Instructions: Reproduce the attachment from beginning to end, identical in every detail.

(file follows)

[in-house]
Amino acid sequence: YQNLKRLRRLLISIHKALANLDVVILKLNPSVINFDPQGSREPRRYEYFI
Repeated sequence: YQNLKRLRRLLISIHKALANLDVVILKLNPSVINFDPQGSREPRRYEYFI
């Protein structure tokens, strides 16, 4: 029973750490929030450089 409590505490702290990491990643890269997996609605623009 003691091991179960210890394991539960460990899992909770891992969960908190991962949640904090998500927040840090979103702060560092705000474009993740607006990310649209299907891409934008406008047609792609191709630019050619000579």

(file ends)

[in-house]
Amino acid sequence: YQNLKRLRRLLISIHKALANLDVVILKLNPSVINFDPQGSREPRRYEYFI
Repeated sequence: YQNLKRLRRLLISIHKALANLDVVILKLNPSVINFDPQGSREPRRYEYFI
């Protein structure tokens, strides 16, 4: 029973750490929030450089 409590505490702290990491990643890269997996609605623009 003691091991179960210890394991539960460990899992909770891992969960908190991962949640904090998500927040840090979103702060560092705000474009993740607006990310649209299907891409934008406008047609792609191709630019050619000579």